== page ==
Of course there are also other players on the armed groups map. For the last couple of weeks it has looked like the FDLR has been making a comeback. They had been weakened by the different military campaigns since Umoja Wetu in 2009, but since the fall of Goma, they have carried out several attacks on Rwandan territory. These attacks boosted their moral and also provided them with new weapons. It is difficult to verify information on the FDLR – there is a good chance that it might be propaganda in one way or the other. But one thing is sure: for the first time in a very long time, the FDLR has attacked positions in Rwanda itself, and Kigali considers this to be very worrying.
Empty spaces do not exist in Congo. At least they don’t remain empty for a long time. The fall of Goma and Sake, the Congolese army’s flight, M23 withdrawing from Goma… A lot of people have taken and left positions. This increased the competition between the smaller armed groups who are very keen in filling in the deserted space to reinforce their own positions. This does not only increase the tensions between these armed groups, but also between the ethnic communities, because the line between them is also very thin.
A Neutral force?
Fully aware of the fact that Monusco is not the answer (at least in its current form) people are looking forward to the neutral force which has been discussed for the last months. In the first place this is thought to concern the Tanzanians who are expected to play an important role in the framework of ICGLR.
Last week SADC countries decided to contribute 3,000 soldiers to this neutral force – this is good news. Some of Congo’s historic allies are member of SADC. But it makes the Rwandans very nervous. There are a lot of indications that the countries in the wider region are making efforts to avoid an open regional war, but in the meantime it is also obvious that everybody is aware of the strategic interest of Congo.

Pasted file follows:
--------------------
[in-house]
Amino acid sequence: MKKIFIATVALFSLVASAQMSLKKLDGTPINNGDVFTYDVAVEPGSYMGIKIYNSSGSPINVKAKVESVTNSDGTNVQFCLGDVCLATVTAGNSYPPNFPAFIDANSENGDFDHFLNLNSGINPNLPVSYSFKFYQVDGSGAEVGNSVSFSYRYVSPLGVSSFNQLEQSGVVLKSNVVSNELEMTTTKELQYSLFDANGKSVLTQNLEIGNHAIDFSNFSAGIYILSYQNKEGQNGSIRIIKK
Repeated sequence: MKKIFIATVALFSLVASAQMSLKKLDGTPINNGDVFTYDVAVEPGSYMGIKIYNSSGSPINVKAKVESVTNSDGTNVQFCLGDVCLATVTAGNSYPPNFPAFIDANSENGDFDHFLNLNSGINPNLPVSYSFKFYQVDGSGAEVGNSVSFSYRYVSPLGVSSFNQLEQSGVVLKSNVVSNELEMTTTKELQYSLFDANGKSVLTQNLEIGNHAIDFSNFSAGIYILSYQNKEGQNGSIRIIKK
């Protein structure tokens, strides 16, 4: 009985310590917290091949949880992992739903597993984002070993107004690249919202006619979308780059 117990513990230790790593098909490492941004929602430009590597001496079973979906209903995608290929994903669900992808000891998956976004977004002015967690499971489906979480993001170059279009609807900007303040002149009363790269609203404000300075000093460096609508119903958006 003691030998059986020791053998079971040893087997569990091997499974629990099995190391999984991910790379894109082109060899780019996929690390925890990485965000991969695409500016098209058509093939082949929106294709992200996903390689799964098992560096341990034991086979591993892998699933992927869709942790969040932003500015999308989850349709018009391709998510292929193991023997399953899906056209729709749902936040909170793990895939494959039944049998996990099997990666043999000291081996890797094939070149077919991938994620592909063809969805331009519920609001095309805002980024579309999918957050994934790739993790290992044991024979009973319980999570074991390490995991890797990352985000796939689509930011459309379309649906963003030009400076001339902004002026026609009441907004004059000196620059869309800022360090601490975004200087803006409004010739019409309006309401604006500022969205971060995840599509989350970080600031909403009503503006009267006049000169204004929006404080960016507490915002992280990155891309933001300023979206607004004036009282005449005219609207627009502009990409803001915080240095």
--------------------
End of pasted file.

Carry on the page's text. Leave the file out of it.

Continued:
Everybody is waiting, although it is unclear what exactly they are waiting for. It is also unclear who has the initiative. Not Kabila, his position is very weak. M23 is stronger in the field, but they seem divided. The military and civilian leaders sometimes blatantly contradict each other, and there are at least two camps within the military leadership.
It is unclear whether relations between M23 and Rwanda are smooth. As far as Rwanda itself is concerned, they might have overplayed their hand. In recent months, the regime has faced criticism from all but its most loyal international partners. All of them took financial measures against Kigali. At this moment, the United States stands as Kigali’s last western ally, even if a lot of voices in the US are pleading for a drastic change of policy.
The internal debate was crystallising around the question of who would succeed Hillary Clinton as the Secretary of State. Since the nineties, she has been close to the RPF regime. It will take a bit of time to work out what the impact her withdrawal will have on US policy in the region. But I doubt if Rwanda is at this moment holding the steering wheel of the process with much confidence. They gambled heavily, and it’s not clear that it has paid off.
The question “What will happen next?” is a good one. I only hope you don’t expect the answer from me. I don’t know, basically. Nobody does, I’m afraid.
Kris Berwouts has, over the last 25 years, worked for a number of different Belgian and international NGOs focused on building peace, reconciliation, security and democratic processes. Until recently, he was the Director of EurAc, the network of European NGOs working for advocacy on Central Africa. He now works as an independent expert on Central Africa.